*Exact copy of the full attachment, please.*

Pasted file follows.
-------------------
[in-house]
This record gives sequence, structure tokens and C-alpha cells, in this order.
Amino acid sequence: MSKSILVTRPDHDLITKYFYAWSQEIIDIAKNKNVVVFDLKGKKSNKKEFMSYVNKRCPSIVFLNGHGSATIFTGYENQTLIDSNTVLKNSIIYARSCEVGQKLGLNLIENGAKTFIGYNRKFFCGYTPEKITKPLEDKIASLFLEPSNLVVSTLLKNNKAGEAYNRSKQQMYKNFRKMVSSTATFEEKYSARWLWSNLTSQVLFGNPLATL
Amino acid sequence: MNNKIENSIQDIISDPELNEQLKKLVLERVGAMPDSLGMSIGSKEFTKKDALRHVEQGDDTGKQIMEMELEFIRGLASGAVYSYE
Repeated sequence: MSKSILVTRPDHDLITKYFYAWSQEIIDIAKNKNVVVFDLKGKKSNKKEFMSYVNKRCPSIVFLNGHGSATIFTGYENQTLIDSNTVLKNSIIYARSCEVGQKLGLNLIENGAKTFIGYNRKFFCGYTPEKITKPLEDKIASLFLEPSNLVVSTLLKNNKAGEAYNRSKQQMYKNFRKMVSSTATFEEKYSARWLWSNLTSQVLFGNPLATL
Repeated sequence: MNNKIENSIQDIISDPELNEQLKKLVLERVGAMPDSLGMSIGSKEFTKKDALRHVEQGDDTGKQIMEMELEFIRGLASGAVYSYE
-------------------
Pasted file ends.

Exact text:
[in-house]
This record gives sequence, structure tokens and C-alpha cells, in this order.
Amino acid sequence: MSKSILVTRPDHDLITKYFYAWSQEIIDIAKNKNVVVFDLKGKKSNKKEFMSYVNKRCPSIVFLNGHGSATIFTGYENQTLIDSNTVLKNSIIYARSCEVGQKLGLNLIENGAKTFIGYNRKFFCGYTPEKITKPLEDKIASLFLEPSNLVVSTLLKNNKAGEAYNRSKQQMYKNFRKMVSSTATFEEKYSARWLWSNLTSQVLFGNPLATL
Amino acid sequence: MNNKIENSIQDIISDPELNEQLKKLVLERVGAMPDSLGMSIGSKEFTKKDALRHVEQGDDTGKQIMEMELEFIRGLASGAVYSYE
Repeated sequence: MSKSILVTRPDHDLITKYFYAWSQEIIDIAKNKNVVVFDLKGKKSNKKEFMSYVNKRCPSIVFLNGHGSATIFTGYENQTLIDSNTVLKNSIIYARSCEVGQKLGLNLIENGAKTFIGYNRKFFCGYTPEKITKPLEDKIASLFLEPSNLVVSTLLKNNKAGEAYNRSKQQMYKNFRKMVSSTATFEEKYSARWLWSNLTSQVLFGNPLATL
Repeated sequence: MNNKIENSIQDIISDPELNEQLKKLVLERVGAMPDSLGMSIGSKEFTKKDALRHVEQGDDTGKQIMEMELEFIRGLASGAVYSYE